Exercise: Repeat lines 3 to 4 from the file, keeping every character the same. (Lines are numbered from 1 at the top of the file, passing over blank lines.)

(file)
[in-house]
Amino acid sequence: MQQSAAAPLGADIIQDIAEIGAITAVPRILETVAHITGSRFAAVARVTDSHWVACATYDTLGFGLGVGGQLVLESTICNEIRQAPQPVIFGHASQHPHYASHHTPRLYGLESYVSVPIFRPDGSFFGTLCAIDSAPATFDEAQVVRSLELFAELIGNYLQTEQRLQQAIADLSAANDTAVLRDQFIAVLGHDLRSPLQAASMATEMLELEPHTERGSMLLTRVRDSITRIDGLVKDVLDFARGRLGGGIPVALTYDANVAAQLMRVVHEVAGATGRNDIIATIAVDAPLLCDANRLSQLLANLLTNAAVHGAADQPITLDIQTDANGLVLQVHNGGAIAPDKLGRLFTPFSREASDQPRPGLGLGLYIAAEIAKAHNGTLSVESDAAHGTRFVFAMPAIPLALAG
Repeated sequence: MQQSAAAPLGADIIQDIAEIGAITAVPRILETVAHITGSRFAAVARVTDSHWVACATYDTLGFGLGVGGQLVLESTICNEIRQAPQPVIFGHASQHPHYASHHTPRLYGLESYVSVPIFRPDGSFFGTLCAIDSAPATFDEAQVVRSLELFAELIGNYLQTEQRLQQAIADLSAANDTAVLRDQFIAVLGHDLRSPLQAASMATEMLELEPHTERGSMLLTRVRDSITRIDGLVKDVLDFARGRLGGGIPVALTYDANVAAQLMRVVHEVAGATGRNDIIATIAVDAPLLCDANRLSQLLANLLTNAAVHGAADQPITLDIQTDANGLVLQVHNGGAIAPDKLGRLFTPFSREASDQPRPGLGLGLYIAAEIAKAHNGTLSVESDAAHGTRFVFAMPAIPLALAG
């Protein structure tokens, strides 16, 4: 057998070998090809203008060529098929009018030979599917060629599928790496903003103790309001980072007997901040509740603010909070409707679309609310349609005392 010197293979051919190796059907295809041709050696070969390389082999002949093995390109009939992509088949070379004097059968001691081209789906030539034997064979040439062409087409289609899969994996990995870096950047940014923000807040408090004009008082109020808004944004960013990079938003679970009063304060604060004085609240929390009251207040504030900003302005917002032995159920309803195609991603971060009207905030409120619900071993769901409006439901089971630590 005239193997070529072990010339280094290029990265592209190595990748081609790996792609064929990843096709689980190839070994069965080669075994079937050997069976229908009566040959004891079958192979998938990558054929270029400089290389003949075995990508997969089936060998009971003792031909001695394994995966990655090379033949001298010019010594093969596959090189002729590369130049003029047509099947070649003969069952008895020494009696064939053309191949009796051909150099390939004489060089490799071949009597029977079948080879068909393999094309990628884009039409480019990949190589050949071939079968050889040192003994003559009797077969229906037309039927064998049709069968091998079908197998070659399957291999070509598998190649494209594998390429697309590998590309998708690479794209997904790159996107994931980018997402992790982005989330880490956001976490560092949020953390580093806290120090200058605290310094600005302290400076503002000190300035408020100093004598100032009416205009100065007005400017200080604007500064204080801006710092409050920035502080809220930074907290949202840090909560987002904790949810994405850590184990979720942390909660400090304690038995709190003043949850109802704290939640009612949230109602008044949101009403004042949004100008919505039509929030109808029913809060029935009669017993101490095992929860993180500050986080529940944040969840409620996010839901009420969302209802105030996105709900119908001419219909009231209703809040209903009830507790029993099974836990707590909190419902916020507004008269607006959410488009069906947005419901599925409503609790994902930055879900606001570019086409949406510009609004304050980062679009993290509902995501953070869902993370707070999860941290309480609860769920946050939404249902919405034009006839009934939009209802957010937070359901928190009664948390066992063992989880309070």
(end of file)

Repeated sequence: MQQSAAAPLGADIIQDIAEIGAITAVPRILETVAHITGSRFAAVARVTDSHWVACATYDTLGFGLGVGGQLVLESTICNEIRQAPQPVIFGHASQHPHYASHHTPRLYGLESYVSVPIFRPDGSFFGTLCAIDSAPATFDEAQVVRSLELFAELIGNYLQTEQRLQQAIADLSAANDTAVLRDQFIAVLGHDLRSPLQAASMATEMLELEPHTERGSMLLTRVRDSITRIDGLVKDVLDFARGRLGGGIPVALTYDANVAAQLMRVVHEVAGATGRNDIIATIAVDAPLLCDANRLSQLLANLLTNAAVHGAADQPITLDIQTDANGLVLQVHNGGAIAPDKLGRLFTPFSREASDQPRPGLGLGLYIAAEIAKAHNGTLSVESDAAHGTRFVFAMPAIPLALAG
């Protein structure tokens, strides 16, 4: 057998070998090809203008060529098929009018030979599917060629599928790496903003103790309001980072007997901040509740603010909070409707679309609310349609005392 010197293979051919190796059907295809041709050696070969390389082999002949093995390109009939992509088949070379004097059968001691081209789906030539034997064979040439062409087409289609899969994996990995870096950047940014923000807040408090004009008082109020808004944004960013990079938003679970009063304060604060004085609240929390009251207040504030900003302005917002032995159920309803195609991603971060009207905030409120619900071993769901409006439901089971630590 005239193997070529072990010339280094290029990265592209190595990748081609790996792609064929990843096709689980190839070994069965080669075994079937050997069976229908009566040959004891079958192979998938990558054929270029400089290389003949075995990508997969089936060998009971003792031909001695394994995966990655090379033949001298010019010594093969596959090189002729590369130049003029047509099947070649003969069952008895020494009696064939053309191949009796051909150099390939004489060089490799071949009597029977079948080879068909393999094309990628884009039409480019990949190589050949071939079968050889040192003994003559009797077969229906037309039927064998049709069968091998079908197998070659399957291999070509598998190649494209594998390429697309590998590309998708690479794209997904790159996107994931980018997402992790982005989330880490956001976490560092949020953390580093806290120090200058605290310094600005302290400076503002000190300035408020100093004598100032009416205009100065007005400017200080604007500064204080801006710092409050920035502080809220930074907290949202840090909560987002904790949810994405850590184990979720942390909660400090304690038995709190003043949850109802704290939640009612949230109602008044949101009403004042949004100008919505039509929030109808029913809060029935009669017993101490095992929860993180500050986080529940944040969840409620996010839901009420969302209802105030996105709900119908001419219909009231209703809040209903009830507790029993099974836990707590909190419902916020507004008269607006959410488009069906947005419901599925409503609790994902930055879900606001570019086409949406510009609004304050980062679009993290509902995501953070869902993370707070999860941290309480609860769920946050939404249902919405034009006839009934939009209802957010937070359901928190009664948390066992063992989880309070």